‘Urbanisation has not led to hotter summer for many cities’

Tue 10 Jan 2017


Contrary to the common notion, a “majority” of 84 cities across India, particularly those in central India and the Gangetic Basin, have lower daytime temperatures from March to May compared with the surrounding non-urban areas (taken as 1 km radius of the city). Cities with heavily built-up areas and concrete structures are supposed to have higher temperatures than non-urban regions due to urban heat island effect.

The results — published on January 9 in the journal Scientific Reports and based on a 13-year land surface temperature record from satellite sensors — are not in agreement with the general understanding of urban climate and surface urban heat island effect in tropical cities. They once again highlight the importance of increasing the vegetation cover in cities to effectively mitigate the urban heat island effect.

A study by a team of researchers led by Prof. Subimal Ghosh from the Department of Civil Engineering, Indian Institute of Technology (IIT) Bombay has shown that while cities have lower daytime temperatures than surrounding non-urban areas from March to May, it is the reverse during nights. During night time, the cities, particularly those in the Gangetic Basin, were hotter than non-urban areas.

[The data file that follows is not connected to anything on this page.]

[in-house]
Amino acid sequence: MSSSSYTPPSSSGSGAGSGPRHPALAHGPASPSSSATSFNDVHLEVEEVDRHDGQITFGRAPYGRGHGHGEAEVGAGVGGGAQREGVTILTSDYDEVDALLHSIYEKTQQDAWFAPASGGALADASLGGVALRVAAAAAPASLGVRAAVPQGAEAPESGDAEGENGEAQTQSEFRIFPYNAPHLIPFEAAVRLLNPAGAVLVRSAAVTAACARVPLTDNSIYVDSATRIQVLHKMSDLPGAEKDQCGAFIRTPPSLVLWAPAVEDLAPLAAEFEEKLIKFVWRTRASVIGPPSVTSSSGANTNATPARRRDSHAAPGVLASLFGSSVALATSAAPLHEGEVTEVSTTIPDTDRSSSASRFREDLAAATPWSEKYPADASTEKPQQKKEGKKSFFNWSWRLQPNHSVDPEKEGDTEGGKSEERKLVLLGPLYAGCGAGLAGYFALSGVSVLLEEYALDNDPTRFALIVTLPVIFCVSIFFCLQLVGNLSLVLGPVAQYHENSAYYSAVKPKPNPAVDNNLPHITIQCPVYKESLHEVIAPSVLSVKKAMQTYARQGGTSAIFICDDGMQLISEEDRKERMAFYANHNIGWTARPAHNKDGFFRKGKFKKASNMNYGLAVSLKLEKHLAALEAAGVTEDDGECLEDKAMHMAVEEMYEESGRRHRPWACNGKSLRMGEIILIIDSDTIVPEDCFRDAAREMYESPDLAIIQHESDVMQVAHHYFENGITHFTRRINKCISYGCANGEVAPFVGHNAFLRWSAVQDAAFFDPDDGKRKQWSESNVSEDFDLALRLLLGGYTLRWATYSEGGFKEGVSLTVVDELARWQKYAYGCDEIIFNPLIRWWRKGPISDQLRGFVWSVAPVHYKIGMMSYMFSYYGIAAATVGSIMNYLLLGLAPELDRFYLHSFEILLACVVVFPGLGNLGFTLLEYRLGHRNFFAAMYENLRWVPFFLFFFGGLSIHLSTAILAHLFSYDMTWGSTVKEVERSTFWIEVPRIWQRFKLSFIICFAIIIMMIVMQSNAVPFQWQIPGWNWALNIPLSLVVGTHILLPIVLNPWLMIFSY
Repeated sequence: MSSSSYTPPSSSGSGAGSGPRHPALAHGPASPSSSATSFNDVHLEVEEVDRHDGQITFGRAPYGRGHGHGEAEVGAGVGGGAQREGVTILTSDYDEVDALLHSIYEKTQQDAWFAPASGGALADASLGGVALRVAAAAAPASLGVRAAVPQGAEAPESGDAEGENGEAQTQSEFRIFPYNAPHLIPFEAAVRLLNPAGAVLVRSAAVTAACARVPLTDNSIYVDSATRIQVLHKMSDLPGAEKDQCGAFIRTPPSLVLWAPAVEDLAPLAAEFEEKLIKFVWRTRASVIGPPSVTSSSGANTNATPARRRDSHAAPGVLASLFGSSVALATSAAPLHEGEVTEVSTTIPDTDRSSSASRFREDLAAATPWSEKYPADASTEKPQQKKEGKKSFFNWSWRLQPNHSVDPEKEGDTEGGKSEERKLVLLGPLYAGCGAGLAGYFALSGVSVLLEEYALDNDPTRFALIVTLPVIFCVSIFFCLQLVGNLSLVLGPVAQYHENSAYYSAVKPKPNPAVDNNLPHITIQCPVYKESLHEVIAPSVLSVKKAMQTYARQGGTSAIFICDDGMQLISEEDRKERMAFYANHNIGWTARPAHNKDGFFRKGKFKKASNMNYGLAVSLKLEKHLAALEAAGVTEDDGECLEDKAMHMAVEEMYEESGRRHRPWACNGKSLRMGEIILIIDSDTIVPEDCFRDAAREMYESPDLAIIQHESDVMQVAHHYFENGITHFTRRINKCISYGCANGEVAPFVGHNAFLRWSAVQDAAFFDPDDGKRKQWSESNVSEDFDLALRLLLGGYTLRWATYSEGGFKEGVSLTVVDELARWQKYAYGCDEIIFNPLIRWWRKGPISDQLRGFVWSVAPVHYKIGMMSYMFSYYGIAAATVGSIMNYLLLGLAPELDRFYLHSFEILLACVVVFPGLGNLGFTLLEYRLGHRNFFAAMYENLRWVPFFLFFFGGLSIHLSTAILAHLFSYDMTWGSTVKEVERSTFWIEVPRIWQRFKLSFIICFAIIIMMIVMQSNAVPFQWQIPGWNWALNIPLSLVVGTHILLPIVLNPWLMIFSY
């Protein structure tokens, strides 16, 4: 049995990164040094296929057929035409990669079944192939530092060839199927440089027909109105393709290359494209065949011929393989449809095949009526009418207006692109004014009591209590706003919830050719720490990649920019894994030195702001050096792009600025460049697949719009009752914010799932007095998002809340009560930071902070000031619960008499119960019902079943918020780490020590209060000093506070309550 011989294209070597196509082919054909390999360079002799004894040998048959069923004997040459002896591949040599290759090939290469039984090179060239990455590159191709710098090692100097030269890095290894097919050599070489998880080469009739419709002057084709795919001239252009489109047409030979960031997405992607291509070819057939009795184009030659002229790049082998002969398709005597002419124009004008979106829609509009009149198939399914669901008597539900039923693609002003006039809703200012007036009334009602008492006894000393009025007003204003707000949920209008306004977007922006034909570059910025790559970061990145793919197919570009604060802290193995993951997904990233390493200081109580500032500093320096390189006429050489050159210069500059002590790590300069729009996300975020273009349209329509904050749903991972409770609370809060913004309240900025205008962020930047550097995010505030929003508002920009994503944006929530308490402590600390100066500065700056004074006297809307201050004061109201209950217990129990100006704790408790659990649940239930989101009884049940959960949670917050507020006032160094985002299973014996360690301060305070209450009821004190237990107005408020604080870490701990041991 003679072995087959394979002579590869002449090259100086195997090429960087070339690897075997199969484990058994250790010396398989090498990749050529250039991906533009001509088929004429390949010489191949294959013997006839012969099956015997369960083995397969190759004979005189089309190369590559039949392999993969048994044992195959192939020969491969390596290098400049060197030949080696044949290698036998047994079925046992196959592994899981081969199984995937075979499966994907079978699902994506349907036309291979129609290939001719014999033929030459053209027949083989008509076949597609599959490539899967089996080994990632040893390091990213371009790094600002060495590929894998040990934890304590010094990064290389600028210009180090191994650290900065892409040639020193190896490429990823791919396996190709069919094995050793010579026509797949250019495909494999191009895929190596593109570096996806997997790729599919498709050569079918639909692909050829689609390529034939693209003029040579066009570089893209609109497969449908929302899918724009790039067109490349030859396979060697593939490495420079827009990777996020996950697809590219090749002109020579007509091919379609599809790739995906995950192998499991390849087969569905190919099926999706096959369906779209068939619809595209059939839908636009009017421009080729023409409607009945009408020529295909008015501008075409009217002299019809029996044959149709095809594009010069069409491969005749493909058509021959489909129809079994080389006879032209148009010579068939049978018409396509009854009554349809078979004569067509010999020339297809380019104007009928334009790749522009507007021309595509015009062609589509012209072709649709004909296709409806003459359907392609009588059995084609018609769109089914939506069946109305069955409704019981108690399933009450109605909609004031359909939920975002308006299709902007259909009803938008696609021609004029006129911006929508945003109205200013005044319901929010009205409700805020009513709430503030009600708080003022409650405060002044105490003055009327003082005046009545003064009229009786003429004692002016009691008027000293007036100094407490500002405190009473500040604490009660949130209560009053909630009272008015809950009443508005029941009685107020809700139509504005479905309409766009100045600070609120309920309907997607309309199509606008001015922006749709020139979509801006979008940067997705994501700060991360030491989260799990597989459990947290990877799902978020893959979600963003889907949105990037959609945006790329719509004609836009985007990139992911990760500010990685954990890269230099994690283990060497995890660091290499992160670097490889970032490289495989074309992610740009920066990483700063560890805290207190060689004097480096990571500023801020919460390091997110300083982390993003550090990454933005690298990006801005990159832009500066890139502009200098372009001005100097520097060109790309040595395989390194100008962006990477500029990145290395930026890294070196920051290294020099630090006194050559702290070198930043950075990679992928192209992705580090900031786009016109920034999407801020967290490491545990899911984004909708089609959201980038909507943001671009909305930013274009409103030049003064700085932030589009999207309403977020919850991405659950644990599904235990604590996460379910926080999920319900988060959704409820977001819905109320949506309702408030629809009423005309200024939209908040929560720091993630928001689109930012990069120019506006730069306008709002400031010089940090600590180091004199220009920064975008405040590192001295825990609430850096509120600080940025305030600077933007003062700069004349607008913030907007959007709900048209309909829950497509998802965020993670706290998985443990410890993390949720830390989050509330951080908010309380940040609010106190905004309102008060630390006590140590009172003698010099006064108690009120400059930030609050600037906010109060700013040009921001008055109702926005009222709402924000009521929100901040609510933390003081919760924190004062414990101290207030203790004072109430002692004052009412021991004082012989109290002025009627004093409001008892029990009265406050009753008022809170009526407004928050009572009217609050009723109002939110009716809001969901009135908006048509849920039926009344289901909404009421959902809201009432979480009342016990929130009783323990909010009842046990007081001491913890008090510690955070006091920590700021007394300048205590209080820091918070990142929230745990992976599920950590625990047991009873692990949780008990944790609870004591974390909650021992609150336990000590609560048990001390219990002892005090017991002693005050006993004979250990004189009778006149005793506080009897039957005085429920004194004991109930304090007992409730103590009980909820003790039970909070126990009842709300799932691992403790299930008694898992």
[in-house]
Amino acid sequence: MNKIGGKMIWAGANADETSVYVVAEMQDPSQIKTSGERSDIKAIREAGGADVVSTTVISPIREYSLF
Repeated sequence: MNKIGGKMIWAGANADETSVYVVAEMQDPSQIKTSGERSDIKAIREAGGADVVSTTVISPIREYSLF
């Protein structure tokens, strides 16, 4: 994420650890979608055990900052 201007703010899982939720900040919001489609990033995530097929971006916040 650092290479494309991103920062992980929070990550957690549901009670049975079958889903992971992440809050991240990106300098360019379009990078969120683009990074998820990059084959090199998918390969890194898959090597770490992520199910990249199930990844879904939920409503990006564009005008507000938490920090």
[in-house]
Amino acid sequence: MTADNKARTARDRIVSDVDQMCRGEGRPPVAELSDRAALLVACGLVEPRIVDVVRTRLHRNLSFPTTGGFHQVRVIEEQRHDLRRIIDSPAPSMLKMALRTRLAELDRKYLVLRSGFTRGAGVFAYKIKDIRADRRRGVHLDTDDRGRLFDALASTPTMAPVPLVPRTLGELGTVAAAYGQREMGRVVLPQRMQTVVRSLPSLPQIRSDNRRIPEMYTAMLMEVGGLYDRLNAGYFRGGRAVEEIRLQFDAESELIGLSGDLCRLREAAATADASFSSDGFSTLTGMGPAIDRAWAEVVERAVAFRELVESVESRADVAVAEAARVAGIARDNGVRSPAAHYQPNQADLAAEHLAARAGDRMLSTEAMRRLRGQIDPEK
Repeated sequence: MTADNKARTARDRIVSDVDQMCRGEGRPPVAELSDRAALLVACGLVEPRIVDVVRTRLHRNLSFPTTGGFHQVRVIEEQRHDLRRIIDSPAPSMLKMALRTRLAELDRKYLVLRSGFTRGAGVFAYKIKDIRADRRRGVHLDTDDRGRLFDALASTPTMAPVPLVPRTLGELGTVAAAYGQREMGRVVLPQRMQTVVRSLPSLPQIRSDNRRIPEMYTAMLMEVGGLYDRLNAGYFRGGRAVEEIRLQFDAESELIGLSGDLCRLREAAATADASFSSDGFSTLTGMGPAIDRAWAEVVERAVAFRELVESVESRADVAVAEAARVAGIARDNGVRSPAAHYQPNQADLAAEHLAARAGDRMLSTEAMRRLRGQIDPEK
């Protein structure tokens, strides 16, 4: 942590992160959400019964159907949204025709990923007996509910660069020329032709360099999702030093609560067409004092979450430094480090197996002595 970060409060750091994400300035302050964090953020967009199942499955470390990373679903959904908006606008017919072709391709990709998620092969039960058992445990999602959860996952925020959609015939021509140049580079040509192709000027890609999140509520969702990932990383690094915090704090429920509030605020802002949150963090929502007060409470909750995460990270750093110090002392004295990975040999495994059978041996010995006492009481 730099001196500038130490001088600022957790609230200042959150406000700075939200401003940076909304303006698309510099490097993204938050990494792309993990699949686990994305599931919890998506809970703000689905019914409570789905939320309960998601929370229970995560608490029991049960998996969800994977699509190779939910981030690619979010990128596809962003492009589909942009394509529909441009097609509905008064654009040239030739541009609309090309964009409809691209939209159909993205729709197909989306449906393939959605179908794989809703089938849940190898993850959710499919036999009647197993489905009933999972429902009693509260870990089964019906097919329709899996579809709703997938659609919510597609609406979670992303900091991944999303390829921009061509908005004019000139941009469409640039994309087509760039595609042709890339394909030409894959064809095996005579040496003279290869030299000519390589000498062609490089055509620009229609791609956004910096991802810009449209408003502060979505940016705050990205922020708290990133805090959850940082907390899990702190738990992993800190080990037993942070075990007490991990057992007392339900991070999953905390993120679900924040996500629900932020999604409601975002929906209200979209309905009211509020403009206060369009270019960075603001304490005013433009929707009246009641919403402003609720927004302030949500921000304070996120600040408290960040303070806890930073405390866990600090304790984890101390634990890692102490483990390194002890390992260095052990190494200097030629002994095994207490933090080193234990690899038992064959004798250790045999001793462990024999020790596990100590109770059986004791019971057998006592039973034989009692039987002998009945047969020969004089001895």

The relatively high vegetation cover leading to higher evapo-transpiration compared with nearby non-urban areas is the main reason why cities are relatively cooler than the adjacent non-urban areas during the day in summer. While the cities have more trees, the non-urban areas are mostly crop lands and are barren during the summer months. The absence of evapo-transpiration during night and the heat contained in the concrete structures increases the night time temperatures in the cities during March to May.

Since cities tend to have lower daytime temperatures during March to May, the intensity of heat waves will be lower in the cities compared with non-urban areas. “This is prominent in cities that are located in the arid region. We didn’t see this in coastal cities,” says Prof. Ghosh, the corresponding author of the paper.

[source:TheHindu]

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